The Naked Muse
In all the years, I've been life drawing, I'm ashamed to say I have never made friends with the model. We've chatted of course, when they've come round in the breaks to see what I've done, but I've never stopped to consider what they think about when they are sitting on a piece of old curtain staring out at a room full of artists staring back at them to seek out every line, every perfection or imperfection and turn it into a portrait. I've often wondered but never asked, why they do it or how they got into it. Sometimes I've wondered if I could do it myself; I know it's deceptively difficult, but I've never asked about the emotional, physical or intellectual demands. I've just accepted my models have generously given up their bodies for me to draw.
Kelley Swain (right) has put this into words. Taking a month-long assignment in Bruges as the structure for this memoir, she has woven her reflections on life modelling with her perceptions of art and art criticism and the etiquette surrounding life modelling, from the perils of sitting too long and getting cold to the wielding of power and the impatience of some artists who forget she's a real human being. It is illuminating and beautiful.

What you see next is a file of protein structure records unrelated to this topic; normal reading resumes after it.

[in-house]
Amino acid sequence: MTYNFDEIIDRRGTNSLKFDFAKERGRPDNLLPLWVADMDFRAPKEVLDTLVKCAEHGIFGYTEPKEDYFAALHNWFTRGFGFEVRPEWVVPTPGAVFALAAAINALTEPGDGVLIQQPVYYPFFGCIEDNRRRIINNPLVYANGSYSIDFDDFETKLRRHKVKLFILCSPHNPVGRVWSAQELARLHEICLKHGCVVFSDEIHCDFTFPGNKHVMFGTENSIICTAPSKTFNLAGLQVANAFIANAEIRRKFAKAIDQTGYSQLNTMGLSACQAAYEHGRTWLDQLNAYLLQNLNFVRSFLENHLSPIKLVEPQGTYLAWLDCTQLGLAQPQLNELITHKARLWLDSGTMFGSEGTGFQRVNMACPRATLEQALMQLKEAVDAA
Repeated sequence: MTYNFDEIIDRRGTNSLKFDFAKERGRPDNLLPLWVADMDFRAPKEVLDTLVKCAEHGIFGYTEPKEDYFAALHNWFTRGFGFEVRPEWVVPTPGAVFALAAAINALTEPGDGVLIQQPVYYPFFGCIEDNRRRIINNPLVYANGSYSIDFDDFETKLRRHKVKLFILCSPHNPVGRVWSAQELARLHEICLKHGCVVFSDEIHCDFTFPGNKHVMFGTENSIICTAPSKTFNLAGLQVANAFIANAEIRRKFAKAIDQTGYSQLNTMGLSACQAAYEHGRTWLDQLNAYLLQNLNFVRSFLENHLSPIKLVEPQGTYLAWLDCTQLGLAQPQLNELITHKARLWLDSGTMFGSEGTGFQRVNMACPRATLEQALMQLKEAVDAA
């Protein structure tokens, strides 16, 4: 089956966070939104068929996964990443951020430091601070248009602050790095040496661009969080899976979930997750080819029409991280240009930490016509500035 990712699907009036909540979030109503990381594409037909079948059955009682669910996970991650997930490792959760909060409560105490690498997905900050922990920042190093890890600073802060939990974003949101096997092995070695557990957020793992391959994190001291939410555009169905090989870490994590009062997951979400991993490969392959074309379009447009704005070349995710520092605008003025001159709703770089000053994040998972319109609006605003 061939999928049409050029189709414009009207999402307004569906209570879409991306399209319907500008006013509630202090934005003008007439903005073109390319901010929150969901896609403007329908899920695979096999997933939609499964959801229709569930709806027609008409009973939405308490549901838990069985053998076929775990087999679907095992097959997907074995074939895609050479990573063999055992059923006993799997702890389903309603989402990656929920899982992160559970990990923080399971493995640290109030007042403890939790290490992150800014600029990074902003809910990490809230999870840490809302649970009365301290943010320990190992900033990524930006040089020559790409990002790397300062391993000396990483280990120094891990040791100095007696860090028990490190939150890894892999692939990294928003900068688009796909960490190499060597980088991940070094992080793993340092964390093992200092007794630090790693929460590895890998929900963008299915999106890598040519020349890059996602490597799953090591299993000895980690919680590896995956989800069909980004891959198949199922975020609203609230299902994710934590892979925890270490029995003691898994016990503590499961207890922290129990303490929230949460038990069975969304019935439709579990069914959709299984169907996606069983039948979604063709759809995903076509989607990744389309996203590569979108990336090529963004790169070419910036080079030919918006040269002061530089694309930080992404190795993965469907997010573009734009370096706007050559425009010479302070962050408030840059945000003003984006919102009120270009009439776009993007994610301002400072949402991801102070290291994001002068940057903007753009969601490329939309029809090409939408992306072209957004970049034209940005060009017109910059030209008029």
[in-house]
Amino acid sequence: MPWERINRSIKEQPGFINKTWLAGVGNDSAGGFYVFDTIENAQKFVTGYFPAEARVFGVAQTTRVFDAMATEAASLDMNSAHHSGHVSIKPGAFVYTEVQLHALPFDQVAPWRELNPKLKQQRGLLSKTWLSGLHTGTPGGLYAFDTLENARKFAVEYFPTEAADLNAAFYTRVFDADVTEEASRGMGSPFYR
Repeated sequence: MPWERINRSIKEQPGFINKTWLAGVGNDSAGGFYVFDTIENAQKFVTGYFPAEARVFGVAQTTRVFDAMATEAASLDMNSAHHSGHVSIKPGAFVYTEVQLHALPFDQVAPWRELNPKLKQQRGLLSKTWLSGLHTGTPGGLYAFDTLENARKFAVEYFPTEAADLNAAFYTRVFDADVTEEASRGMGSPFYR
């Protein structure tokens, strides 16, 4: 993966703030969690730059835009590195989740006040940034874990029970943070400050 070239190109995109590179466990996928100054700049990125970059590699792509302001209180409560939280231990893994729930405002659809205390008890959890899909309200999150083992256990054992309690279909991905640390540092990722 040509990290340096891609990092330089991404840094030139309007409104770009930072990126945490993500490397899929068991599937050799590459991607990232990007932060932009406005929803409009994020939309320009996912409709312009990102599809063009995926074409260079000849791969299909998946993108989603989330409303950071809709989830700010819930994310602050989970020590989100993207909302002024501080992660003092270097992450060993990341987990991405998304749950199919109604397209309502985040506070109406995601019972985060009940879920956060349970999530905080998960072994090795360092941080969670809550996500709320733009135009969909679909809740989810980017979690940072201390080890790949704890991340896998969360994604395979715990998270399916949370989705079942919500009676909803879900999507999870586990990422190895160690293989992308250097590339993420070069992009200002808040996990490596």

Kelley, when not modelling, is an author and a poet and she brings her lyrical style, wit and insight to her observations in a way that is completely engaging. And I am surprised how varied and stimulating the work is.
People who've never done life drawing, often mistake it for something sexual. It's not. Perhaps because we spend so much of our time clothed, we forget how wonderful the human form is, we look on it as something shameful or to be sniggered at, we don't trust ourselves in its presence because generally the only other adult we see naked is a partner. But the model, if she's a woman, is only a variation of what I can see every day in a mirror should I wish to.
I love dance, because I love light and movement and I love life drawing for the same reason. The human body, even in response, is alive with movement, the skin scintillates under light, and undulates with breath, it's the sheer 'movingness' that draws me.
This book has revealed a new depth to life drawing
and given me insights I hope will help my art. If you are a life artist or interested in the elusive enduring power of the muse, I defy it not to have the same effect on you.
Charcoal Nude by Caroline Jowett © Caroline Jowett